Google ads has refused to do business with a Christian publishing house “because of the faith we express on our website,” said Concordia Publishing House CEO Bruce Kintz in a Facebook post today.
“Google ads will no longer accept anything related to the cph.org domain. They stated the reason is because of the faith we express on our website,” Kintz wrote. “[A CPH associate] was told, as an example, that things like our bible (sic) challenge on our [Vacation Bible School] webpage would clearly need to come down before they could consider us for ads.”
The world keeps squeezing…. pic.twitter.com/yzMMljoRVx
— Mark Surburg (@MarkSurburg) April 23, 2018
Vacation Bible School is an extremely popular event many churches offer as a sort of Bible-themed summer day camp. CPH’s 2018 VBS theme is “Splash Canyon,” with the slogan “Discover God’s promise on life’s wild ride.” The program’s “Bible challenge” that was apparently objectionable to Google includes positive selections like “Let us hold fast the confession of our hope . . . for He who promised is faithful. Hebrews 10:23” and “God promises: ‘When you pass through the waters, I will be with you; and through the rivers, they shall not overwhelm you.’ Isaiah 43:2.”
CPH is the publishing arm of the Lutheran Church-Missouri Synod, which has between 1.5 and 2 million American members. It is one of the conservative Lutheran denominations, as opposed to the more liberal Evangelical Lutheran Church in America, which ordains women, supports abortion, and rejects defining marriage as a one-man, one-woman institution. The LCMS does none of these things.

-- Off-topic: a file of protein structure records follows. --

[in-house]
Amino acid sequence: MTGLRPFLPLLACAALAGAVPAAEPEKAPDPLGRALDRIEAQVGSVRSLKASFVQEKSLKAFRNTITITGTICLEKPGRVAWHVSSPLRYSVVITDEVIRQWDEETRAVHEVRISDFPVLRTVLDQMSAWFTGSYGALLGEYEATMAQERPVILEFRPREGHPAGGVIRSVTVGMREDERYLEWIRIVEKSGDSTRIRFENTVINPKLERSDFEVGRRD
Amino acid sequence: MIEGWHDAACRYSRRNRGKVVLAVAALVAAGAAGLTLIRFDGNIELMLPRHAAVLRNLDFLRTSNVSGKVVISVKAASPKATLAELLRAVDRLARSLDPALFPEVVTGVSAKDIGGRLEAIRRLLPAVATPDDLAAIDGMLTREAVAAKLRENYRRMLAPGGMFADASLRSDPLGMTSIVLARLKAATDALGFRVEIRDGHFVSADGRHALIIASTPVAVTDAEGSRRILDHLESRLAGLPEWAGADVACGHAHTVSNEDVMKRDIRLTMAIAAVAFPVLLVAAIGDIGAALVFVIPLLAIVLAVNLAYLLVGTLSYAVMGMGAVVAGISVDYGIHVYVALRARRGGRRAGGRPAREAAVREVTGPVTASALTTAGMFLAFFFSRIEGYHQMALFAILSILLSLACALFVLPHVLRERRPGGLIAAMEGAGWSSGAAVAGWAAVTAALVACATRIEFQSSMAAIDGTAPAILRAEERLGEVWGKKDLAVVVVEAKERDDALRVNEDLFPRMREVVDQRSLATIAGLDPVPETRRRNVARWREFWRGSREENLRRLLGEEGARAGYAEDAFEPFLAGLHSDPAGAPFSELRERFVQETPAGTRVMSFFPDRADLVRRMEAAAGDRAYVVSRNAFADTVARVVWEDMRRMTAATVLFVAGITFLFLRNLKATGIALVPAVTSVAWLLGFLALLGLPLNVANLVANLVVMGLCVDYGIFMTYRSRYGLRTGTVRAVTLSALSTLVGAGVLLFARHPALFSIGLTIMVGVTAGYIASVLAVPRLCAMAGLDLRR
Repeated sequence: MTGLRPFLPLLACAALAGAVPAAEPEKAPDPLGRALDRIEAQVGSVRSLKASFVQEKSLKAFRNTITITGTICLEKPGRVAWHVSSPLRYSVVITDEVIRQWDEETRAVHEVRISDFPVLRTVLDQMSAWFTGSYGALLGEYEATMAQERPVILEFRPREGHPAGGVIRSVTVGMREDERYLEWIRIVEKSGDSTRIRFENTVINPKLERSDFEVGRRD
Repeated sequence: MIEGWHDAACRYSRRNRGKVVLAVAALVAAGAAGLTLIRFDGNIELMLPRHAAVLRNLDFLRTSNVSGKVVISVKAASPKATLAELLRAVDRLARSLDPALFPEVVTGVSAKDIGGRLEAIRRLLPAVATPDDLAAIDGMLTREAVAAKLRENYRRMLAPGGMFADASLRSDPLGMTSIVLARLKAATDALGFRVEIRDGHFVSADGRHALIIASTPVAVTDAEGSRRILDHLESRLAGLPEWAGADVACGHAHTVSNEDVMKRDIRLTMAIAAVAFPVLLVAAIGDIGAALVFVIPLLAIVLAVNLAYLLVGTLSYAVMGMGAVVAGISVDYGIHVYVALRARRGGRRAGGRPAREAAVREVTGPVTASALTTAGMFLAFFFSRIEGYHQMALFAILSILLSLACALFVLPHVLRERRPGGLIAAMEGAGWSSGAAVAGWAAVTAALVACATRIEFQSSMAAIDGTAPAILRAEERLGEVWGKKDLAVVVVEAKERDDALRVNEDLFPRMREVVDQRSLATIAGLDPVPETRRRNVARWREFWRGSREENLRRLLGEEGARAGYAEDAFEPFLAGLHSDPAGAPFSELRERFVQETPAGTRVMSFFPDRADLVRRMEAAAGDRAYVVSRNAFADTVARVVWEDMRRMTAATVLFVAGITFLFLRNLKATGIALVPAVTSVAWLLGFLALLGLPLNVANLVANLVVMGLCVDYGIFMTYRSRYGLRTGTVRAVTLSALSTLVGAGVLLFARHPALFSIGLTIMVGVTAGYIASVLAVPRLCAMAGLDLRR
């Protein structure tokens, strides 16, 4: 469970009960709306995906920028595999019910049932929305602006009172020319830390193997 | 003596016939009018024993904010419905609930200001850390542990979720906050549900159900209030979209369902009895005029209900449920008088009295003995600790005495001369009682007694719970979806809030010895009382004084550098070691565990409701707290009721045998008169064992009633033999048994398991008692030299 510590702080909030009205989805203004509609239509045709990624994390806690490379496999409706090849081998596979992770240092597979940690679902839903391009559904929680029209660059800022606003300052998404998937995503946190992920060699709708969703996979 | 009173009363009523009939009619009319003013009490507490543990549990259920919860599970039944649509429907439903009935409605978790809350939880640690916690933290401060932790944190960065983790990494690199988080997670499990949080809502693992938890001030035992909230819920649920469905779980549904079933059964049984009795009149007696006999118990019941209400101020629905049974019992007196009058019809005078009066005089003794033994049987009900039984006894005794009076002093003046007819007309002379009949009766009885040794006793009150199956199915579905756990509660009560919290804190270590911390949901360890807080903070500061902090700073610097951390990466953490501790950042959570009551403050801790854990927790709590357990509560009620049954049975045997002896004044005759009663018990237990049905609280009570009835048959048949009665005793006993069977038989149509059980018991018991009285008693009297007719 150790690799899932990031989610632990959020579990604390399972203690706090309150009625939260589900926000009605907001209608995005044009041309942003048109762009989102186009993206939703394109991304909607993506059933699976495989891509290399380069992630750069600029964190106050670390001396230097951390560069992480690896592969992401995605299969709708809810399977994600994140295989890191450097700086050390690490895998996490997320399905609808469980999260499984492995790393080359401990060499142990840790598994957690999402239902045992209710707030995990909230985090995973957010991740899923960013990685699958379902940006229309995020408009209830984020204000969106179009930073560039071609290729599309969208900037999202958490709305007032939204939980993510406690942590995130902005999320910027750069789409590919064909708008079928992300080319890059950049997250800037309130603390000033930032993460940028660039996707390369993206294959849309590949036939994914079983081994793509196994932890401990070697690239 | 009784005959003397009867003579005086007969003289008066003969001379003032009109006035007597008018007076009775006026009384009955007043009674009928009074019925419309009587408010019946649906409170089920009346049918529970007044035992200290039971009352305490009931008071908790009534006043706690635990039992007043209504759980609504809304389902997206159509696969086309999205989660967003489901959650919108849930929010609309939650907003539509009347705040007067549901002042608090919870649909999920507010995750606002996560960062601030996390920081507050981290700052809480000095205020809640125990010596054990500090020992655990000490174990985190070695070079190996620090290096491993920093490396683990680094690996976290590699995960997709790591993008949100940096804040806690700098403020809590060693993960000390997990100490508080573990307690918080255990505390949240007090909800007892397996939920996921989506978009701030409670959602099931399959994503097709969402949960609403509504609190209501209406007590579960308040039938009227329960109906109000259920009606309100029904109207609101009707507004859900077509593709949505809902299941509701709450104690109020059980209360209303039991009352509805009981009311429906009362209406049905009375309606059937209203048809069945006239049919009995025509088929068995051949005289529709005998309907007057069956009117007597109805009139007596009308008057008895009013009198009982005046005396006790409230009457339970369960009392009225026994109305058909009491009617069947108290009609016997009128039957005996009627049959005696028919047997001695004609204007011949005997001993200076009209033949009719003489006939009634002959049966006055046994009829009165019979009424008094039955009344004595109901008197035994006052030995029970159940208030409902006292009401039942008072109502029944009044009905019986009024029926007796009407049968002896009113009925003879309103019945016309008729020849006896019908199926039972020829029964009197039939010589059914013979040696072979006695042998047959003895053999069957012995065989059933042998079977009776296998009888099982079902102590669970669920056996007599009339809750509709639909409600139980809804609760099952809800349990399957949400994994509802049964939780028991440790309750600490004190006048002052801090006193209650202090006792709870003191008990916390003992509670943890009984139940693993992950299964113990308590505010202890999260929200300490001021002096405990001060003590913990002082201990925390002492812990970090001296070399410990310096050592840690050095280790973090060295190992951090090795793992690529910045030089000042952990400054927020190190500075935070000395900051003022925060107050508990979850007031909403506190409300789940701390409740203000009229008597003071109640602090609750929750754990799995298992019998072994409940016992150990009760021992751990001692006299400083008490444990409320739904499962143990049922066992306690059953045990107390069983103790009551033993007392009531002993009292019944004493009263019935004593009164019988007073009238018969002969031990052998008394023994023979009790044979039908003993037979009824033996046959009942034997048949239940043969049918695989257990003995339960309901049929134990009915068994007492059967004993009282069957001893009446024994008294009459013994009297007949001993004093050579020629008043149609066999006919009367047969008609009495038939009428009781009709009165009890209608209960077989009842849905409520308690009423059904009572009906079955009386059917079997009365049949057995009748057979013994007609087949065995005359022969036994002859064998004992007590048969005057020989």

The Federalist is seeking clarification on the specifics of this interaction and will update our readers as warranted.
“Incredibly sobering and disappointing,” Kintz wrote. “It is an uphill battle but our mission and customers are worth it. It is why we are here.”
UPDATE: Google says this incident is a result of their policies against using sensitive profile information such as religion for advertising purposes. Here’s their statement:
We welcome advertising from religious institutions, including Christian organizations. To protect user privacy, we have policies that restrict how advertisers may use data to show ads to users, this includes someone’s religious affiliation. Learn more: https://t.co/qeXz7nvv9r -SC
— Google Ads (@GoogleAds) April 23, 2018